Does anyone really like performance reviews?
For managers, they are often viewed as just another task to add to the growing list of non-income-producing projects that they are required to complete.
For employees, performance reviews are frequently dreaded as an ego-draining and demeaning exercise.
At most companies, the best that can be hoped for is that no one leaves the review with hurt feelings. At worse, a badly-executed review can cause employees to leave the company.
According to a study cited by Forbes, only 55% of respondents felt that performance reviews benefited their companies and a somewhat startling 28% actually felt that the process worked to do harm to their company. It doesn't have to be like that.
The True Goal of Performance Reviews
Done well, performance reviews can help to keep a dialogue open between management and employees as well as to make sure that everyone knows what is expected of him or her in the workplace.
Managers Take Note: 6 Things You Can Do for Successful Performance Reviews
Making performance reviews as useful as possible depends, in large part, on how the manager presents the project. There are a number of things the manager or supervisor can do to help yield positive results from annual or quarterly reviews.
1. Make sure everyone understands the process.
One of the best things a manager can do to take the stress out of the review process is to make sure that everyone knows exactly what is going to happen and when it's going to happen. It's also a good idea to share the form or format that you'll be using and tell employees the areas you'll be discussing.
2. Start with an open-ended question.
Too many supervisors treat performance reviews as an opportunity to lecture and pontificate to their employees. Is it any wonder that employees get defensive? Instead of lecturing, set the employee at ease by asking them a broad question at the beginning of the review, such as "tell me what you liked best about the past year/quarter?" or "what would you most like to accomplish in the next quarter?"
3. Be specific.
The most useful performance feedback is something that an employee can grasp and work on during the next review period. For example, instead of telling your receptionist to be more responsive, tell him or her that you'd like the phone to be answered before the third ring and for him or her to greet each visitor immediately.
4. Ask lots of questions.
A performance review is a great time to get to know more about the things that are important to your individual employees, things that you can help you better motivate and mentor them in the future.
5. Avoid surprises.
A performance review isn't the time to spring a major performance concern on an employee. Used properly, a review will serve to reinforce issues that you've been talking about throughout the review period. No one appreciates being blind-sided with negative feedback.
6. Resist the temptation to divide issues into good and bad.
Since life isn't divided into black and white, your reviews shouldn't be either. Resist the urge to say "this is what you did well this year and this is what you didn't do so well." Such an approach is almost always too simplistic.
3 Things Employees Can Do to Get More Out of Performance Reviews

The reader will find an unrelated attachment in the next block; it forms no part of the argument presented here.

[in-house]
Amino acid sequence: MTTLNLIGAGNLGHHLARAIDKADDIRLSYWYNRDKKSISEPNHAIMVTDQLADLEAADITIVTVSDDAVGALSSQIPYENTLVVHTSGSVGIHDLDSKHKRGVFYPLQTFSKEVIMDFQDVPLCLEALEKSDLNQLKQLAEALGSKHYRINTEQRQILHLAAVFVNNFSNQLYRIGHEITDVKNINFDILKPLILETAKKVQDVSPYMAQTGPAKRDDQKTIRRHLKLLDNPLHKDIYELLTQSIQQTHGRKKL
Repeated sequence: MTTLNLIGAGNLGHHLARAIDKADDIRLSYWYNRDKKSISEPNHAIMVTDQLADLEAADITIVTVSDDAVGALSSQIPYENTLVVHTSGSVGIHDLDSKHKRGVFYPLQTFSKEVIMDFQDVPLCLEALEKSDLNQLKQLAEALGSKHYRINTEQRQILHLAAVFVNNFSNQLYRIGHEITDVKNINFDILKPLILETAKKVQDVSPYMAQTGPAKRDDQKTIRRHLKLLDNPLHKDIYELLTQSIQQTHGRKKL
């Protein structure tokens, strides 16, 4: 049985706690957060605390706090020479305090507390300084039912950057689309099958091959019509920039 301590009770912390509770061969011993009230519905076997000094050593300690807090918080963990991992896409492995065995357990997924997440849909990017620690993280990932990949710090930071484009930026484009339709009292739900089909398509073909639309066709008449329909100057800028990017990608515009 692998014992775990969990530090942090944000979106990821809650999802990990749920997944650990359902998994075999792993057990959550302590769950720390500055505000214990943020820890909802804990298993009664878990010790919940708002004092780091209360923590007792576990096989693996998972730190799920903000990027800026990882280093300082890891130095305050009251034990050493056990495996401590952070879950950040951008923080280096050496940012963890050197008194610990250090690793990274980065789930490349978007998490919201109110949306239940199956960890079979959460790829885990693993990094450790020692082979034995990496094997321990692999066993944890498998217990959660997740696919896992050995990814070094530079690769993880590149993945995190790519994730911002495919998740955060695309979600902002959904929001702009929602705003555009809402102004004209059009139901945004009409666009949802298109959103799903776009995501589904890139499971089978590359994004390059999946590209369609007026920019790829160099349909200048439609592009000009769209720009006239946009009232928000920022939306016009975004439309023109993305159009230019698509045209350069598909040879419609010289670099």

There are also a number of things that employees can do to get the most from their reviews. We find these three to be the most helpful for the most people. And, happily, they're easy for employees to implement on their own!
Performance reviews should ideally be a conversation, not a soliloquy. Take some time to jot done any questions you may have of your manager. This is an ideal time to clarify anything that you may have been uncertain about. Sharing some of the burden of the discussion will also make it easy on your supervisor.
2. Bring your goals.
Your manager may have no idea what you'd like to accomplish during the coming review period. She or he may not expect as much of you as you expect of yourself. Your performance review is the perfect time to share your goals.
3. Remember that there is always room for improvement.
No one should get a perfect score on his or her performance review. If so, it's likely that the manager didn't spend a lot of time preparing the review. Everyone can do a little better in at least one or two aspects of their job. Instead of feeling threatened by such feedback, take it as a compliment that your manager wants to help you succeed and took the time to thoroughly consider your performance.
2 Reminders for Both Managers and Employees
With so many stakeholders at every level of your organization, it's important that everyone starts on the same page when the time comes again for performance reviews. Start with these two tips.
1. Don't make it personal.
One of the prime reasons that all parties--both managers and employees--dread performance reviews is that they are afraid that someone is going to make them feel bad about themselves. This can be true even if the person is doing a stellar job. Striving to remain objective and not get defensive can go a long way towards making your reviews as productive as they can be.
2. Make sure to listen.
It's equally important for both managers and employees to listen as much as they speak. That's the only way that true communication can happen.
Improve Performance Reviews for Everyone
Performance reviews don't have to be stressful, ineffective–or even harmful. For best results, make sure that you prepare well for the review, make sure to not take the review process personally and to try to take at least one actionable thing away from the discussion.
An important piece of the puzzle is creating a user-friendly, easy, fast way for employees to complete reviews for themselves and their coworkers. SurveyGizmo has solutions tailored specifically for your Human Resources department. Read more articles on this topic.